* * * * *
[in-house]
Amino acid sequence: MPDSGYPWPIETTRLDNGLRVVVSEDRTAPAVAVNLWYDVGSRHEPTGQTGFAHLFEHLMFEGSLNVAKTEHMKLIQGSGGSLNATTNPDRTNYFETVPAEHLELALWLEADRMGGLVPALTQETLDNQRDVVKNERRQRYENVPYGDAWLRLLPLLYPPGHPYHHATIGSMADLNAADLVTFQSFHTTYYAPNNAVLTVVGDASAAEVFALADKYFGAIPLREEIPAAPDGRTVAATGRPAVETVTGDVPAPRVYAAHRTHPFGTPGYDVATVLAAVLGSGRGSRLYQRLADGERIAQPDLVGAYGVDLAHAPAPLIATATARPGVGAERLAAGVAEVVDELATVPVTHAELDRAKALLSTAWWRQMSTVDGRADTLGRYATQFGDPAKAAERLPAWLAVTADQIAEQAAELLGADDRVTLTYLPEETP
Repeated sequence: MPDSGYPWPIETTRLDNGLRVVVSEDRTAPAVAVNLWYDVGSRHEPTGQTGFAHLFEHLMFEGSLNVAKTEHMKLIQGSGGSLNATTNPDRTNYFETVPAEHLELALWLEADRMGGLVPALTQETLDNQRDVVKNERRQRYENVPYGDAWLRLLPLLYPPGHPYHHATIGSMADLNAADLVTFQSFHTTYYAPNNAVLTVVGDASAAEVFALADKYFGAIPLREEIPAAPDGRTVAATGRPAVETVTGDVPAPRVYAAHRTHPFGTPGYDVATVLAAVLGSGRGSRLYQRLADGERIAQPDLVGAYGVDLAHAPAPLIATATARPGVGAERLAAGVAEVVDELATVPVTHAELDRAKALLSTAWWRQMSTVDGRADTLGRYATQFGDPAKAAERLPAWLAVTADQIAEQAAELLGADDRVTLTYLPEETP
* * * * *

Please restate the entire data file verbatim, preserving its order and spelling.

[in-house]
Amino acid sequence: MPDSGYPWPIETTRLDNGLRVVVSEDRTAPAVAVNLWYDVGSRHEPTGQTGFAHLFEHLMFEGSLNVAKTEHMKLIQGSGGSLNATTNPDRTNYFETVPAEHLELALWLEADRMGGLVPALTQETLDNQRDVVKNERRQRYENVPYGDAWLRLLPLLYPPGHPYHHATIGSMADLNAADLVTFQSFHTTYYAPNNAVLTVVGDASAAEVFALADKYFGAIPLREEIPAAPDGRTVAATGRPAVETVTGDVPAPRVYAAHRTHPFGTPGYDVATVLAAVLGSGRGSRLYQRLADGERIAQPDLVGAYGVDLAHAPAPLIATATARPGVGAERLAAGVAEVVDELATVPVTHAELDRAKALLSTAWWRQMSTVDGRADTLGRYATQFGDPAKAAERLPAWLAVTADQIAEQAAELLGADDRVTLTYLPEETP
Repeated sequence: MPDSGYPWPIETTRLDNGLRVVVSEDRTAPAVAVNLWYDVGSRHEPTGQTGFAHLFEHLMFEGSLNVAKTEHMKLIQGSGGSLNATTNPDRTNYFETVPAEHLELALWLEADRMGGLVPALTQETLDNQRDVVKNERRQRYENVPYGDAWLRLLPLLYPPGHPYHHATIGSMADLNAADLVTFQSFHTTYYAPNNAVLTVVGDASAAEVFALADKYFGAIPLREEIPAAPDGRTVAATGRPAVETVTGDVPAPRVYAAHRTHPFGTPGYDVATVLAAVLGSGRGSRLYQRLADGERIAQPDLVGAYGVDLAHAPAPLIATATARPGVGAERLAAGVAEVVDELATVPVTHAELDRAKALLSTAWWRQMSTVDGRADTLGRYATQFGDPAKAAERLPAWLAVTADQIAEQAAELLGADDRVTLTYLPEETP